A measure of economic performance for a building for example, is a variable that measures how well the building meets the economic objectives and concerns of the client. Similar assessment can be considered related to execution of the building contract.

There are several economic performance measures that are commonly used by decision makers, whoever they might be, such as cost, profit, rate of return, payback - period, internal rate of return etc.

The interrelationship between money and time for a project lasting more than 1 year (usually) is presented using related cash-flows and applying the discounting procedures.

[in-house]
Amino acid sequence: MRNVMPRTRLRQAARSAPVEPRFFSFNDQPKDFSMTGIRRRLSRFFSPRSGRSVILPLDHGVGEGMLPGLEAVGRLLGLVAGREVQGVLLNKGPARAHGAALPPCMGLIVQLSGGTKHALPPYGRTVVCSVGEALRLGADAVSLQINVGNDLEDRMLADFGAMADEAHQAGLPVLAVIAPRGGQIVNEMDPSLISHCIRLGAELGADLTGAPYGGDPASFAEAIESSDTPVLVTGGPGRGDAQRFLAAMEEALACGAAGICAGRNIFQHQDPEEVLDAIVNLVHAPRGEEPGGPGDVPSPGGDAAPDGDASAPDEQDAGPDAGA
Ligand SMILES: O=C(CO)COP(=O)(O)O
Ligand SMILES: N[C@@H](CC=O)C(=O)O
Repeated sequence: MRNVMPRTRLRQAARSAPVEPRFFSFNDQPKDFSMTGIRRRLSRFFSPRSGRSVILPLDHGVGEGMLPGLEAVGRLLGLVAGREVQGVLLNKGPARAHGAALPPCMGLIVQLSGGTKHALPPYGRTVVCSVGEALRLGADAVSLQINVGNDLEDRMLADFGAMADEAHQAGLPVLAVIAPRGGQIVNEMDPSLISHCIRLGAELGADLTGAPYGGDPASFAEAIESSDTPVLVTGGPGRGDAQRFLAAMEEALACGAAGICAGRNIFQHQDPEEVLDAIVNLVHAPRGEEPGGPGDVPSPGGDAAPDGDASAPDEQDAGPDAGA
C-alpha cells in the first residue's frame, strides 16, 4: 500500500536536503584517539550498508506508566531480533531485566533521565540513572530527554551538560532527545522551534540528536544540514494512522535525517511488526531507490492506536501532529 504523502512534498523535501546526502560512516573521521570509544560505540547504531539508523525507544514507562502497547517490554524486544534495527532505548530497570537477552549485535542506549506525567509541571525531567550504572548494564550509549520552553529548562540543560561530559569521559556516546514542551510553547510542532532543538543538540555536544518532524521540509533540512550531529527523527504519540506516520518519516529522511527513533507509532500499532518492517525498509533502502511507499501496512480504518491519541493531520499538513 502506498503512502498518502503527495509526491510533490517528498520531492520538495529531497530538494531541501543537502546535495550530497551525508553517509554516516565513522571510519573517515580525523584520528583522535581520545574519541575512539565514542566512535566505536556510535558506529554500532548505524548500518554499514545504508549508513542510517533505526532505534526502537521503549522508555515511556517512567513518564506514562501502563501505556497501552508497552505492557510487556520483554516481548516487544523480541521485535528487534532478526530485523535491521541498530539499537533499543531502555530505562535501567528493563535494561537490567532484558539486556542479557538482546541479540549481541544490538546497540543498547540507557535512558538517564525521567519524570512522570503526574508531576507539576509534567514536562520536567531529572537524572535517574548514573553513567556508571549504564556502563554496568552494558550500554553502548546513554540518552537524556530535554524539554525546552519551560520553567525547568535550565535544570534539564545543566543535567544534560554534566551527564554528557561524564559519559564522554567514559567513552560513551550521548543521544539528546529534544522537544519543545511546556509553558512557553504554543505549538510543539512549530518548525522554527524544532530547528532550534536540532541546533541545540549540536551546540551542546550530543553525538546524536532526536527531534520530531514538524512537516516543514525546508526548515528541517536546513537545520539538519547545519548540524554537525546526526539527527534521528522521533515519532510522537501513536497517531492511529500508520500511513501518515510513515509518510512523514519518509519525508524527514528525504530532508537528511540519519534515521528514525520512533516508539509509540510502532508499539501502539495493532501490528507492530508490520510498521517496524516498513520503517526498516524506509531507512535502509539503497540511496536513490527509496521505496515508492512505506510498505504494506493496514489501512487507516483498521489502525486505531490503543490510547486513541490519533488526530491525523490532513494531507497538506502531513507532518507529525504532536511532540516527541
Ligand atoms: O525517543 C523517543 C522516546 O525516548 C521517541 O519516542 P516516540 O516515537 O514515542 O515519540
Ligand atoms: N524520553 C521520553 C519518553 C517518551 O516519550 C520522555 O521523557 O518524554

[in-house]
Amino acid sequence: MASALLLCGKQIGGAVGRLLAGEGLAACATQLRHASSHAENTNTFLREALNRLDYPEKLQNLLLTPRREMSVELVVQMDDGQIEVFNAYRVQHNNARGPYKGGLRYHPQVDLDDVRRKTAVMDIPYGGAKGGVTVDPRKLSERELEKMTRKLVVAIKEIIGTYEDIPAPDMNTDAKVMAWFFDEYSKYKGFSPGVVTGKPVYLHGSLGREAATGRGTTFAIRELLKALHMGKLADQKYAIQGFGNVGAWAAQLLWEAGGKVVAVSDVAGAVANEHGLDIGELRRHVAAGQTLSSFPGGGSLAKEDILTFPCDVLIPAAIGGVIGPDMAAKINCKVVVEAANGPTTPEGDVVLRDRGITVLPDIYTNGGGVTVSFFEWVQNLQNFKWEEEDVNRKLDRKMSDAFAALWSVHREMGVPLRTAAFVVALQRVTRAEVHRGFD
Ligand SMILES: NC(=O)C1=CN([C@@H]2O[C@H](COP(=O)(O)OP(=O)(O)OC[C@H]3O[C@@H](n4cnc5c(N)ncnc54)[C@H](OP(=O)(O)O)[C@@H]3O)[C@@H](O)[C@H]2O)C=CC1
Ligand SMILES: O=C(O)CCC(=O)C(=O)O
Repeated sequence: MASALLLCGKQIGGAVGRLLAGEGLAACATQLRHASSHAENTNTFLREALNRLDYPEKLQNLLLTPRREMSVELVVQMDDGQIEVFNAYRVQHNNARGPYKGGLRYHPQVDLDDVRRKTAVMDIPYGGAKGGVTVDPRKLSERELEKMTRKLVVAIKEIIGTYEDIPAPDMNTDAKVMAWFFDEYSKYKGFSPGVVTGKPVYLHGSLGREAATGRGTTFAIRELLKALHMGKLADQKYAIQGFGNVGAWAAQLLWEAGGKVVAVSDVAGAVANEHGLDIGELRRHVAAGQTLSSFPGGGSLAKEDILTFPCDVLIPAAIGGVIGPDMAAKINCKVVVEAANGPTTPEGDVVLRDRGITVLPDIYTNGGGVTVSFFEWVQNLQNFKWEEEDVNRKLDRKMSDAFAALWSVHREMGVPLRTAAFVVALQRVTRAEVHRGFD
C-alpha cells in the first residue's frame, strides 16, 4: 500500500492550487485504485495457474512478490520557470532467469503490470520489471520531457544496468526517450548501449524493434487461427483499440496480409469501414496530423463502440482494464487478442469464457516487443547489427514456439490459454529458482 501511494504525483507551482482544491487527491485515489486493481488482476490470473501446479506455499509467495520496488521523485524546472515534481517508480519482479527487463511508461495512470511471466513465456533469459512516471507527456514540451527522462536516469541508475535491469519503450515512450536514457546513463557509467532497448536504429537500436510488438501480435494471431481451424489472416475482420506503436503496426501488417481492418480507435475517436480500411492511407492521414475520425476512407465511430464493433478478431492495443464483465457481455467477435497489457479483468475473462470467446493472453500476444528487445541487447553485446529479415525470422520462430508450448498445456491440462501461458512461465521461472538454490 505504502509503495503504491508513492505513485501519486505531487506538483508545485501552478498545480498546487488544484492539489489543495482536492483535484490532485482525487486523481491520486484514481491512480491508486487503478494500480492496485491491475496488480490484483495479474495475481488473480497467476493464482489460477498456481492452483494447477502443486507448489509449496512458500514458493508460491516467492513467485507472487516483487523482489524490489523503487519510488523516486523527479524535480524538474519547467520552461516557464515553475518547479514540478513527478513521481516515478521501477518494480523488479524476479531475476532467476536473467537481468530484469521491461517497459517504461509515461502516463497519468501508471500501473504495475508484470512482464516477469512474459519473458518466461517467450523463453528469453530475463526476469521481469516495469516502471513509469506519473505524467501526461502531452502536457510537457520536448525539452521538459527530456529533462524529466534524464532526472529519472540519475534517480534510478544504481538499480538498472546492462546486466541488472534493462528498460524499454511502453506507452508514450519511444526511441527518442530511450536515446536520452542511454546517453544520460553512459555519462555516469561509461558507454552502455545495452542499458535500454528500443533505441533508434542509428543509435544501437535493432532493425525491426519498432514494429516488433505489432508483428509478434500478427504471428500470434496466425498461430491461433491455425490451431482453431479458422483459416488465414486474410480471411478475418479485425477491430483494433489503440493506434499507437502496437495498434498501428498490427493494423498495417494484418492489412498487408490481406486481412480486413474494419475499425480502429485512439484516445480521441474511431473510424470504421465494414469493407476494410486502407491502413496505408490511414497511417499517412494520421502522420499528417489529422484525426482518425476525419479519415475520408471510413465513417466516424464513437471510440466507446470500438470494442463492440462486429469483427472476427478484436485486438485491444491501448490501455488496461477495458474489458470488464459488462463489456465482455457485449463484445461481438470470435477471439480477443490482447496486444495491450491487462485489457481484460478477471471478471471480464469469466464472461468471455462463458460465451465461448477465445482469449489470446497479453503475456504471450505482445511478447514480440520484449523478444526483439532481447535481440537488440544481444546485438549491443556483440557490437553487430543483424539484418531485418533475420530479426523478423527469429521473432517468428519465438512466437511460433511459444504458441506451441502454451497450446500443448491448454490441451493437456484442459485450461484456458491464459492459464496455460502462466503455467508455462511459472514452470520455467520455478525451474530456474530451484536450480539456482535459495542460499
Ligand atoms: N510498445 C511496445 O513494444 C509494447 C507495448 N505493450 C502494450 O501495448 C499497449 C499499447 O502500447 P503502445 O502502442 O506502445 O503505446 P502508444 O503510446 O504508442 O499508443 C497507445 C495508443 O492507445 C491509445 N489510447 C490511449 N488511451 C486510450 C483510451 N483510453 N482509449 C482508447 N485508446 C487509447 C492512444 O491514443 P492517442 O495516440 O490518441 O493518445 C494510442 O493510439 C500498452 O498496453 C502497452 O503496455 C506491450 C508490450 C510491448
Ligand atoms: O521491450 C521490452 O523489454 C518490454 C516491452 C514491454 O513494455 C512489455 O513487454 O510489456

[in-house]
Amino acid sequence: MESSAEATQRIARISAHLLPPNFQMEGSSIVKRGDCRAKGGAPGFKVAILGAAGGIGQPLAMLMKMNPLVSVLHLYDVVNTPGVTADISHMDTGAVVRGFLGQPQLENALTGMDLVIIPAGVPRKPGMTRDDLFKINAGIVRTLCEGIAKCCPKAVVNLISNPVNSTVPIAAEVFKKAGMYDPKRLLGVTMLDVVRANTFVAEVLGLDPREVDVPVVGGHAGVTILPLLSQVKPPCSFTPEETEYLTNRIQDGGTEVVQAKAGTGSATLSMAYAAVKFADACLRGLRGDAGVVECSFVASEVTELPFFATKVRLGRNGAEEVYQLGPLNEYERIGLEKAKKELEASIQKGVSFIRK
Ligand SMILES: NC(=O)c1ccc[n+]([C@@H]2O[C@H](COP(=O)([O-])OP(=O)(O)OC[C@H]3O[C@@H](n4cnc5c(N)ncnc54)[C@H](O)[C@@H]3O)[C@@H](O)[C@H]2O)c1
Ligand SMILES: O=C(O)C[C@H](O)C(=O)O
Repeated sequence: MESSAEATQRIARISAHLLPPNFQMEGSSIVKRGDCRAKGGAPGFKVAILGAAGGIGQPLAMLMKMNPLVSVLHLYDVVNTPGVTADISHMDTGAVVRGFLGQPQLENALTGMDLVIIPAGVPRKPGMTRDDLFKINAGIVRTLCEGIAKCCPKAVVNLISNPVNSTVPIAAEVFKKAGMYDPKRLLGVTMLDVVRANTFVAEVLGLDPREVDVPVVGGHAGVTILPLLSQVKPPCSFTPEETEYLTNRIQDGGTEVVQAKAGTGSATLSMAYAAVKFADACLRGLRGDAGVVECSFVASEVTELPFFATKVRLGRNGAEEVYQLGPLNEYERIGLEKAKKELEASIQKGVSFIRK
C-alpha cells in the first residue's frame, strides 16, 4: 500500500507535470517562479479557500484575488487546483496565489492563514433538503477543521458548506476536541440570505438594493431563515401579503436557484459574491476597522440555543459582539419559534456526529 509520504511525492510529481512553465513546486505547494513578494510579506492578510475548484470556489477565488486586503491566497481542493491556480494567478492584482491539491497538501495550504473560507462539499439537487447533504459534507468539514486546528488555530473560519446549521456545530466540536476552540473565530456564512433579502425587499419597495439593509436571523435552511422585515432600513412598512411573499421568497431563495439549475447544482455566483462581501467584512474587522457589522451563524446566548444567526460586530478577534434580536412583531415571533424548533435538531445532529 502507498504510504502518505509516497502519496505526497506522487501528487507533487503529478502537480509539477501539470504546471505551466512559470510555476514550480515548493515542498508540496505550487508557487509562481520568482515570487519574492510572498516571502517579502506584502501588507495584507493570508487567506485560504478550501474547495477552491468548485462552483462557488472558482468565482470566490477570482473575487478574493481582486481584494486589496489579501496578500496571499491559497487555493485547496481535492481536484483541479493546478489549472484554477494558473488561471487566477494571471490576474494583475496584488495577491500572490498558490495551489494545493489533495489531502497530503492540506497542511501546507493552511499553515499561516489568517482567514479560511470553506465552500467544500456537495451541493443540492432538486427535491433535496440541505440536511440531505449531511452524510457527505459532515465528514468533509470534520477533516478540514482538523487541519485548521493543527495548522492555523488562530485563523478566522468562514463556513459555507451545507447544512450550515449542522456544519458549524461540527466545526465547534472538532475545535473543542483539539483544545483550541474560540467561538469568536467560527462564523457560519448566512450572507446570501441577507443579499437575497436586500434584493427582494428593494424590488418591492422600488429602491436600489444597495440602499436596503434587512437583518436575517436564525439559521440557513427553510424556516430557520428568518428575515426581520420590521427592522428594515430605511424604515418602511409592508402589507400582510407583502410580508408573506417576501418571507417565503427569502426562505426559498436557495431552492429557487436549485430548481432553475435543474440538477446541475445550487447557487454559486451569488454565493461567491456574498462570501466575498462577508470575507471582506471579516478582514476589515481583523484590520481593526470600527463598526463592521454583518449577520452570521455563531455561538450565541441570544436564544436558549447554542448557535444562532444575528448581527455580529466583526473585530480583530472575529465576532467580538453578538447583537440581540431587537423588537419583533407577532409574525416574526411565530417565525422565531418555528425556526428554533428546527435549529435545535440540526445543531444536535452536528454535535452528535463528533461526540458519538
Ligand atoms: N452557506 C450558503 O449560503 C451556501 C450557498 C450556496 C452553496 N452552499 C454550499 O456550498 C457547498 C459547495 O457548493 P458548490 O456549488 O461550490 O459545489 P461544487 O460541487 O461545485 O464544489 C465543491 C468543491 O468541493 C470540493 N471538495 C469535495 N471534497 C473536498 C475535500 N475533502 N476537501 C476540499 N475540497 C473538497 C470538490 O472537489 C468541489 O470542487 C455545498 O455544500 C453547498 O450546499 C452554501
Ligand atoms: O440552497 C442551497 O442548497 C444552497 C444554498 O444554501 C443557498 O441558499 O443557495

A cash flow is the transfer of money out of (cash out º negative cash flow) or into (cash in º positive cash flow) the project in question at a known or forecast point in time.

Knowledge of the amount and time of cash flows representing a project permit the use of modern investment techniques (discounted procedure).

    (i)  Cost(C)

Cost is an expenditure, usually of money, incurred in achieving a goal (ex: building a factory, construct a bridge, etc.). Cost may be viewed as initial cost, running annual cost, life cycle cost etc. For an investor constructing a factory , for example, the initial cost of the project (or the maximum capital lock-up) is the maximum demand for capital from the start of the project until the project starts its operations(brings incomes).

Present value of Cost .